Joe: I shouted, "Hey, what are you selling?" And he didn't get the joke, so he came over and said, "Jesus." And I said, "You can't sell Jesus!" He didn't get it. So I said it again, What are you selling, and he said it again: Jesus. And then he asked me if I wanted to be baptized! "Are you kidding?" I said. He just said something about Jesus again and left. He wasn't very good at marketing!

M: Wow.

J: I've been selling for a long time, 30 years, and when you've got a customer, you don't just give up that fast. Unless you know you don't have a sale. Then you just walk away and you don't waste your time.

M: Maybe he knew he didn't have a sale.

J: You know, you're right. That could be. But you have to at least respond. You don't just walk away. Anyway, he was just reading out loud on this street corner. Nobody could even hear him. What a waste!

M: I couldn't hear much, but I could tell it was parts of the Bible. You know, I'm a Christian, too. And I was just writing about that man here in my journal. I was writing that it's very hard for me to judge whether or not it's foolish for him to be out here on the sidewalk. Because God asked people in the Bible to do some very strange things. He told Abraham to go up on a mountain and sacrifice his son, and at the last minute God stopped him and said, "No, that's okay, I believe you trust me enough to do that." So maybe God is asking that man to read and sing out on this busy street.

J: Because maybe one little word will seep through.

M: Yes.

J: I used to think I was right about everything. But now I'm older I know I don't know everything. I'm-- what is the word when you know you can die anytime?

M: Mortal.

J: Yes, mortal. Life is so fragile. You're not invincible. You can get hit by a truck and it's over. You didn't have time. You thought you had time to think about what you would do, but it's over too fast.


Kindly words

What are they trying to tell us?
A random Jesus van, not in Portland.

Feb 2 

A young man crouches on the sidewalk, pierced nose and bangles, holding a sign that just says "Seeking kindness." So am I, so I smile, and he responds in kind.

Once again I'm sitting at a cafe table outside my favorite coffeehouse, and Conor is with me. Even though it's an incredibly noisy street corner, there is always something of interest going on. It's about noon, and I've just had my almond latte. I'm thinking about what to have for lunch, when a young Mexican woman offers to sell me a chicken jalapeno tamale from her traveling cart. I say yes, because I've had them before, and they are autentico, delicioso -- I rave about these tamales to the man sitting at the neighboring table, and he takes two. His name is Joe, I find, and we are instantly serenaded by an older gentleman standing on the corner. I've seen him there before, and in fact he turns and gives me a knowing nod before he begins. His choice today is "Faith of Our Fathers," all verses.

...Faith of our fathers, we will love
Both friend and foe in all our strife;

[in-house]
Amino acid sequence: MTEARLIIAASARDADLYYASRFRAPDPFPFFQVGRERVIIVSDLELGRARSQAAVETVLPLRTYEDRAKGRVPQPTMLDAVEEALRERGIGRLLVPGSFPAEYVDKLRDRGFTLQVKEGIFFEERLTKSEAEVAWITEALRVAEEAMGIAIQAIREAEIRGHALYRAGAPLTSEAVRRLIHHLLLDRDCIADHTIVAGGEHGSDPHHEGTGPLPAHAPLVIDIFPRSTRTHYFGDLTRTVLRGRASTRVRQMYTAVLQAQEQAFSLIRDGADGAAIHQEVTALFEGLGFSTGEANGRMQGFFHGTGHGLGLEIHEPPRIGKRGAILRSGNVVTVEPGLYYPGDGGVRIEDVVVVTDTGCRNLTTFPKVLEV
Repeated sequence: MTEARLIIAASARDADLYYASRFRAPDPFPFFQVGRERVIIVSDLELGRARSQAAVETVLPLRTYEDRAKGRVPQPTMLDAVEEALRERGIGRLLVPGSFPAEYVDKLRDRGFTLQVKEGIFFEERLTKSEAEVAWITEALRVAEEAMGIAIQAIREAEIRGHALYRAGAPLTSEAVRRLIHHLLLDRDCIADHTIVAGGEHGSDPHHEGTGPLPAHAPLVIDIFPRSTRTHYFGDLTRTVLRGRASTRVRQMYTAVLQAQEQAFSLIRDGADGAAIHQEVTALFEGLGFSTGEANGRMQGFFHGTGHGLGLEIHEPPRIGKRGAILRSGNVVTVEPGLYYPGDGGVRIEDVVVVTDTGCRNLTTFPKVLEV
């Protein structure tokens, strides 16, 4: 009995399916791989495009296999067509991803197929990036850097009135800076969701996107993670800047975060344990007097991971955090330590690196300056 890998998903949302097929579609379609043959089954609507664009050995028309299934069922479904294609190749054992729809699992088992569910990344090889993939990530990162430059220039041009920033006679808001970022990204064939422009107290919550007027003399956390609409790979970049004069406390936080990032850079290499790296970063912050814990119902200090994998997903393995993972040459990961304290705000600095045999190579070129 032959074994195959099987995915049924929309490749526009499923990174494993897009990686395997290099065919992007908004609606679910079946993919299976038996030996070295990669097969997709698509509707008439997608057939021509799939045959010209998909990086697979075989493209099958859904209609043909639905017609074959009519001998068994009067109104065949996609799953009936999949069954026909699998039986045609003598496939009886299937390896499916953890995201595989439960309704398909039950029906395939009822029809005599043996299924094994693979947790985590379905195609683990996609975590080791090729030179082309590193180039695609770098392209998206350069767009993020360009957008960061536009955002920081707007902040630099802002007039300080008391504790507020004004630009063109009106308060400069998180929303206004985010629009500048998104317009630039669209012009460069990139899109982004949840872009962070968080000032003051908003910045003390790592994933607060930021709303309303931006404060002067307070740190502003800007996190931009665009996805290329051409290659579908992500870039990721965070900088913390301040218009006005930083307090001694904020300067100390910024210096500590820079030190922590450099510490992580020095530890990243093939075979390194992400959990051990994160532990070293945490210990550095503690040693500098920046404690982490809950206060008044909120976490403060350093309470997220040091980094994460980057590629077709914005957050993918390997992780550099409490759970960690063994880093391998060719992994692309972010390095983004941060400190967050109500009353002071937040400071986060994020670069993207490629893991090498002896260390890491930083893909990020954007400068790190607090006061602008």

And preach thee too, as love knows how,
By kindly words and virtuous life......

Then the street preacher opens his Bible and reads a long passage from Jeremiah. I can hardly hear him through the crush of buses and trucks, with a shouting match between a pedestrian and a driver, each claiming right-of-way over the traffic signal. All I can think of is that Jeremiah was thrown into a muddy pit because his listeners hated what he had to say.

I have no beef with this Christian on the corner. (Now he's singing "I Surrender All.") He doesn't try to shout above the city chaos-chorus. He seems a part of it. He could be the grace in all this law. He could be John the Baptist crying in the wilderness. He could be a little Christ, who -- the first time we glimpse him in the Gospel of Mark -- is found walking around, preaching, "Repent and be saved, for the kingdom of God is at hand."

Now here's where it gets interesting....

Oh, on second thought, I'll tell you tomorrow!


Look at him

no title

Jan 31-Feb 1

It's been a quiet weekend, after so much fluster all week. I keep telling myself I could go here or there, but I end up putting another kettle on the boil. I need this time to myself.

I'm not sure why, but when I go outside and walk around Portland, I find I'm often treated as an object of scorn. I moved to Astoria from Seattle partly for that reason. I didn't want to be rejected with a look or remark, just because I don't fit a standard of youthful beauty. I never got that treatment in small-town Astoria, where people look at you to see if they know you, say hi even if they don't. But now that I've moved into a big city again, I get that scorn again.

It happens more than once a week. I guess I've reached the age where I'm not beautiful anymore to some people, who have been taught that any woman of 50 and up who has a few wrinkles is disgraceful and ugly. They say anything they like, either because they don't think I can hear them or because I don't seem to have anyone to defend me.